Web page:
So, where’s the bad news? Objectively, there hasn’t been much in the way of permanent long-term damage. One of the few noticeable craters left by Covid-19 is the CD. Although 10 million CDs sold in America in the first 6 months of 2020, the format has so far endured a 45% collapse on last year’s figures. Another case study is Japan, the world’s last CD hold-out. Japanese people bought a resilient 100 million CDs in 2019, but falling prices and unit sales have been weakening their music economy for two decades. We’ll have to wait until May for the full stats, but for Japan’s eighty Tower megastores, 2020 was catastrophic. Yes, even Japan now accepts that its CD loyalty is a problem.
Everywhere, it’s the same story. Covid-19 has been speeding up the inevitable. Models and formats already struggling are now on their knees, almost begging to be put out of their misery. Meanwhile, those who’ve dared to embrace the habits and gadgets of the new century are rising with the tide. Considering the near-death turmoil that independents experienced all through the early-2000s, one can understand the bewildered optimism of the record moguls. ‘2020 was a largely positive year of re-pivoting and reinventing,’ concludes Mills, audibly shocked and puzzled by his own words. ‘The weird bit is that although we’re stuck at home, we’re getting to the future faster. Covid has provoked a kind of cull.’
The big unknown is how much the slow grind of mass unemployment and national debt will damage the wider economy. ‘I wouldn’t like to be in retail,’ gulps Desmond. ‘But I don’t think a recession will hurt music. According to surveys, one of the things people miss most is going out to see live music. The historical evidence is there as well. After World War I and the Spanish flu, the 1920s were a boom time for clubs and shows. We’re already seeing the signs. When we put off Electric Picnic, we gave ticket holders the choice of being reimbursed or keeping them for 2021. 93% decided to keep their tickets. That shows how much we’re in a different category to regular goods and services. It’s the big positive. But we need to get vaccines rolling out and shows back open. We can’t take a second year of lockdown.’
‘The fundamentals of our industry remain strong,’ concurs Kallman. ‘We are one of the industries that are thankfully thriving during the pandemic, proving just how essential music is to people’s lives. It has accelerated the pace of change and our drive into new revenue streams like social media, gaming and fitness. Now that vaccines are here, there’s a huge, palpable sense of anticipation and hope. People are already calling the coming years “the new Roaring ‘20s’”. When live entertainment returns, all that bottled-up energy will explode; it will be a great time for artists and fans alike. So much fantastic new music has been eagerly welcomed during the pandemic, and there’s also a lot of amazing music just waiting to come out when artists can hit the road again. We’re very optimistic about 2021 and beyond.’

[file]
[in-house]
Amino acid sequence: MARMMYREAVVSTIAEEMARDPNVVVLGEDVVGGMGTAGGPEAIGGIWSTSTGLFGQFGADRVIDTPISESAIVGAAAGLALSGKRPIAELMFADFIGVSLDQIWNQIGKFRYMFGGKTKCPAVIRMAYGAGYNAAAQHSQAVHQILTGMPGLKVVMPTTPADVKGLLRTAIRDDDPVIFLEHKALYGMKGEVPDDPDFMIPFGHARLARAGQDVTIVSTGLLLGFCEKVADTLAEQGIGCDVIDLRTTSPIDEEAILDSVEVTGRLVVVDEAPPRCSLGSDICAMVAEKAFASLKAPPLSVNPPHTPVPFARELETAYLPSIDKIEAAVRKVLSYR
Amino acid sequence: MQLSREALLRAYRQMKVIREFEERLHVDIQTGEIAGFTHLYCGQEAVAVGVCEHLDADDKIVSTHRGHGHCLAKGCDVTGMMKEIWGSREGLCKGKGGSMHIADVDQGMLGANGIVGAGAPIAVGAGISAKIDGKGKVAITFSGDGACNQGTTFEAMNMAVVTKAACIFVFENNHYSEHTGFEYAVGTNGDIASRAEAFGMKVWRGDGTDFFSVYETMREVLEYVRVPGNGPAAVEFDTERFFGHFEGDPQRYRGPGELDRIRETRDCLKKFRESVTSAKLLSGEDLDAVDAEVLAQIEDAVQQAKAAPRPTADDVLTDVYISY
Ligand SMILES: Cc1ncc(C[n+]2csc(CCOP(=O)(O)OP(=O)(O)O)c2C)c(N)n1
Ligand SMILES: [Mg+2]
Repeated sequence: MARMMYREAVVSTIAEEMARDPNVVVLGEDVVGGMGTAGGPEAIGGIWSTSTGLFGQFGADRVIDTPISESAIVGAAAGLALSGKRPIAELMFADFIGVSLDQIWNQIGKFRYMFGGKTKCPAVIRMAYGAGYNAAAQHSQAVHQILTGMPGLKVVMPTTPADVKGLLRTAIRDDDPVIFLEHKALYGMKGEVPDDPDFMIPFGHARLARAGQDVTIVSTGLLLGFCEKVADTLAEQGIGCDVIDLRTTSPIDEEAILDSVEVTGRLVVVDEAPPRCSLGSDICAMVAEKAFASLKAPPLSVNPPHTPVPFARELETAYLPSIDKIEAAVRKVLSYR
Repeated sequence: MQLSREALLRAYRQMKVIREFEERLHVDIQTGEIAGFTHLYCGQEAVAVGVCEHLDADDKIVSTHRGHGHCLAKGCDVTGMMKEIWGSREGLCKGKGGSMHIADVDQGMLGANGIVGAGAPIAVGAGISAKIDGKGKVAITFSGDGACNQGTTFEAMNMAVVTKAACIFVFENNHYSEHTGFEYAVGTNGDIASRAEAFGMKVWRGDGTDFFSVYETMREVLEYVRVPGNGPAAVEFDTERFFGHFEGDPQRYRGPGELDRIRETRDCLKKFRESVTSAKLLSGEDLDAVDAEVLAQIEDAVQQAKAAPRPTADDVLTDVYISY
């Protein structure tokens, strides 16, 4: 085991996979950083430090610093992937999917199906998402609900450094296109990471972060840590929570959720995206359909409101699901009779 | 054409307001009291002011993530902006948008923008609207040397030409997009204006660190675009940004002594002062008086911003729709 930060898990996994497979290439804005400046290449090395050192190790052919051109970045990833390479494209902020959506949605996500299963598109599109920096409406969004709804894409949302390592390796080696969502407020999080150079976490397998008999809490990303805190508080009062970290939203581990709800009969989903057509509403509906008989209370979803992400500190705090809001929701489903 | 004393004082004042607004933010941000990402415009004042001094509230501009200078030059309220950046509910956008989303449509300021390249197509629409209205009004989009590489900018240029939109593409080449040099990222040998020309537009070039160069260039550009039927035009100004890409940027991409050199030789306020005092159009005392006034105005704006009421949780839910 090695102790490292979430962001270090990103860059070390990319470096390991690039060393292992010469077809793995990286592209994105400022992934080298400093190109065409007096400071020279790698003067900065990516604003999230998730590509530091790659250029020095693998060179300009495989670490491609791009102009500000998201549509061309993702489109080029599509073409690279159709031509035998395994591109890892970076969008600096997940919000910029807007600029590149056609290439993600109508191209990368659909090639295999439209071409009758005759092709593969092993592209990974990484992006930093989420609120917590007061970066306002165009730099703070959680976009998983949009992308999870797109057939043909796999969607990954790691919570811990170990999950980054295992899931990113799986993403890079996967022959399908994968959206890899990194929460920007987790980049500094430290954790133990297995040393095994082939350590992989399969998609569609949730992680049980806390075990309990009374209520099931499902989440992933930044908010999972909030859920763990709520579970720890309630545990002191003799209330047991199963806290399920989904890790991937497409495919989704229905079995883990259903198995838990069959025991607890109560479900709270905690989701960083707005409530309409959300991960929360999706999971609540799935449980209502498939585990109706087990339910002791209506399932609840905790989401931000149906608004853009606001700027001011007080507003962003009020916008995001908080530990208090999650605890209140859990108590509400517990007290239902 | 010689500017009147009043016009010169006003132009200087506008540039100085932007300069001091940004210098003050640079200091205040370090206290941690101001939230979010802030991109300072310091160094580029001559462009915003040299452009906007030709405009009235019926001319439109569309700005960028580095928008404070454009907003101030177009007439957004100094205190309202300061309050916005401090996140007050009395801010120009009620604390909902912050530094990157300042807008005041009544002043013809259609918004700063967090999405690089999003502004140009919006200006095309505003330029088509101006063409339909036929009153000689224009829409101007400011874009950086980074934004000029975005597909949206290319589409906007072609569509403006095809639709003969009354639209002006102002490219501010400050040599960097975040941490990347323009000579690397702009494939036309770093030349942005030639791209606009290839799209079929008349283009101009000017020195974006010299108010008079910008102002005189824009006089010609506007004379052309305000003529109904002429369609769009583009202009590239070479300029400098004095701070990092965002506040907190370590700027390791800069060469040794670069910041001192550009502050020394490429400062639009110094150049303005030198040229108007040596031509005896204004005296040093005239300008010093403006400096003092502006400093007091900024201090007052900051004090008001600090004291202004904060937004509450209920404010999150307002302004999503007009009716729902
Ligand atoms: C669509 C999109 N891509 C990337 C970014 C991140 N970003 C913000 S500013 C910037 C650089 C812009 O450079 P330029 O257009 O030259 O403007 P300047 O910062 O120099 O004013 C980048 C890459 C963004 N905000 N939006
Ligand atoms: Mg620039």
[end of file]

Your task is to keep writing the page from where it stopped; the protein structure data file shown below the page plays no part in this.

Your writing and recordings define you
There’s no doubt the parties will be epic. Alas, the logistics of this final stretch remain tricky. Not only will entire populations have to be vaccinated, for the concert industry, a second summer of lockdowns could set off a destructive domino effect of ticket reimbursements, tour cancellations, lay-offs and venue closures. As things stand, summer hangs precariously in the balance.
Come what may, we’d be wise to make good use of this silence. ‘I think it’s true for most creative people,’ says Miller, ‘Having to accept every gig offer can really lead you astray. I’m thinking of gifted producers who have to deejay for financial reasons, but I know the same realities and temptations have been affecting most musicians for at least a decade. The treadmill of having to play gigs all the time can become very deadening. Ultimately, it’s your writing and your recordings that will define you. So, yeah, I know it’s been hard, and I really think of my friends in the clubs and live industry who’ve been hit hardest. I’m aware it’s been easier for people like me who’ve a studio, or a label. But it’s still true and it needs to be said: For our own sakes, and for music generally, we all need to look at lockdown as a sabbatical year. If you can write, record or produce, now is a chance to get better at what you do best. Collectively also. If this period of isolation serves any purpose, and I believe it can, it’s to remind us as a community what we should be doing better.’
There’s something resonant about the typically reserved, understating Miller speaking out like this. In 1938, thirteen years before he was born, his actor parents had to flee Vienna with nothing but the suitcases they could carry. The lucky, London-born child of that dark chapter, he’s now the old man, the exile, looking out at the deserted streets of Berlin, feeling the extraordinary cycles that marked his own fortunes and those of his generation. Whatever is happening right now, it’s so big, you can almost hear its wheels turning. It’s the same creaking sound that prompted Bob Dylan to sell off his song catalogue, so that his heirs can step lighter and freer into their own individual futures.
This strange new century is calling us to look ahead and stop picking over the past. We all sensed a moment like this might happen. Maybe not a pandemic, but some kind of major event that would force us to change our ways and reorganise anew. Is this not it? What if this endurance test we’re all being put through is just Mother Nature’s way of getting us focused for a much bigger decade in which music will be at the heart of human thinking? And isn’t it happening as it always does, the darkest hour right before the dawn?
Published on 7 January 2021
Gareth Murphy is author of Cowboys and Indies – The Epic History of the Record Industry. For his music business articles in the UK press, he won Writer of the Year at the 2017 PPA Independent Publisher Awards. He ghostwrote Siren Song, Sire Records founder Seymour Stein’s official autobiography, and lives in Paris.